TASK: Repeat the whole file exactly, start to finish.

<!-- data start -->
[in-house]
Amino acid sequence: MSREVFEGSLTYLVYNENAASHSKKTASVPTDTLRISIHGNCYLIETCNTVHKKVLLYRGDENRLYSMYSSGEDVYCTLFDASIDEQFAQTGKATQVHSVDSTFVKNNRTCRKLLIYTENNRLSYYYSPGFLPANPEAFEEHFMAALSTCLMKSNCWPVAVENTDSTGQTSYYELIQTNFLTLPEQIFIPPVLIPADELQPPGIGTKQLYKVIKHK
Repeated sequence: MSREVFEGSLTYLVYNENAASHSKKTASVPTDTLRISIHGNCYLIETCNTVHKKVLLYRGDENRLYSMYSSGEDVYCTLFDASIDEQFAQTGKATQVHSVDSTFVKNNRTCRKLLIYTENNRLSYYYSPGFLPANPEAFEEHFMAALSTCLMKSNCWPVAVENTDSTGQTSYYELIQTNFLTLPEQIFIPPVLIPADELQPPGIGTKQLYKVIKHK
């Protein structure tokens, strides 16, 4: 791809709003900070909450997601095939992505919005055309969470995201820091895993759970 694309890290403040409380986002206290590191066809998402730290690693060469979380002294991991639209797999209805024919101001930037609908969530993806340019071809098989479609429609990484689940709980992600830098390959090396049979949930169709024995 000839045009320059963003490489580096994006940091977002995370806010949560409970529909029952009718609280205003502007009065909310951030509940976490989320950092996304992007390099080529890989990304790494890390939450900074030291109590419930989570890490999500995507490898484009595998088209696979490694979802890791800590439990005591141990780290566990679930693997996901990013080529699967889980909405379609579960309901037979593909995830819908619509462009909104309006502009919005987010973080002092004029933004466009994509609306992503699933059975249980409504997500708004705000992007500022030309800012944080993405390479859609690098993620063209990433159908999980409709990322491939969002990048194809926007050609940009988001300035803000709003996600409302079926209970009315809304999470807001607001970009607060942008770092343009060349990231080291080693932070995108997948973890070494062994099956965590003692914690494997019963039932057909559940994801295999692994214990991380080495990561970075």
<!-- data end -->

[in-house]
Amino acid sequence: MSREVFEGSLTYLVYNENAASHSKKTASVPTDTLRISIHGNCYLIETCNTVHKKVLLYRGDENRLYSMYSSGEDVYCTLFDASIDEQFAQTGKATQVHSVDSTFVKNNRTCRKLLIYTENNRLSYYYSPGFLPANPEAFEEHFMAALSTCLMKSNCWPVAVENTDSTGQTSYYELIQTNFLTLPEQIFIPPVLIPADELQPPGIGTKQLYKVIKHK
Repeated sequence: MSREVFEGSLTYLVYNENAASHSKKTASVPTDTLRISIHGNCYLIETCNTVHKKVLLYRGDENRLYSMYSSGEDVYCTLFDASIDEQFAQTGKATQVHSVDSTFVKNNRTCRKLLIYTENNRLSYYYSPGFLPANPEAFEEHFMAALSTCLMKSNCWPVAVENTDSTGQTSYYELIQTNFLTLPEQIFIPPVLIPADELQPPGIGTKQLYKVIKHK
């Protein structure tokens, strides 16, 4: 791809709003900070909450997601095939992505919005055309969470995201820091895993759970 694309890290403040409380986002206290590191066809998402730290690693060469979380002294991991639209797999209805024919101001930037609908969530993806340019071809098989479609429609990484689940709980992600830098390959090396049979949930169709024995 000839045009320059963003490489580096994006940091977002995370806010949560409970529909029952009718609280205003502007009065909310951030509940976490989320950092996304992007390099080529890989990304790494890390939450900074030291109590419930989570890490999500995507490898484009595998088209696979490694979802890791800590439990005591141990780290566990679930693997996901990013080529699967889980909405379609579960309901037979593909995830819908619509462009909104309006502009919005987010973080002092004029933004466009994509609306992503699933059975249980409504997500708004705000992007500022030309800012944080993405390479859609690098993620063209990433159908999980409709990322491939969002990048194809926007050609940009988001300035803000709003996600409302079926209970009315809304999470807001607001970009607060942008770092343009060349990231080291080693932070995108997948973890070494062994099956965590003692914690494997019963039932057909559940994801295999692994214990991380080495990561970075």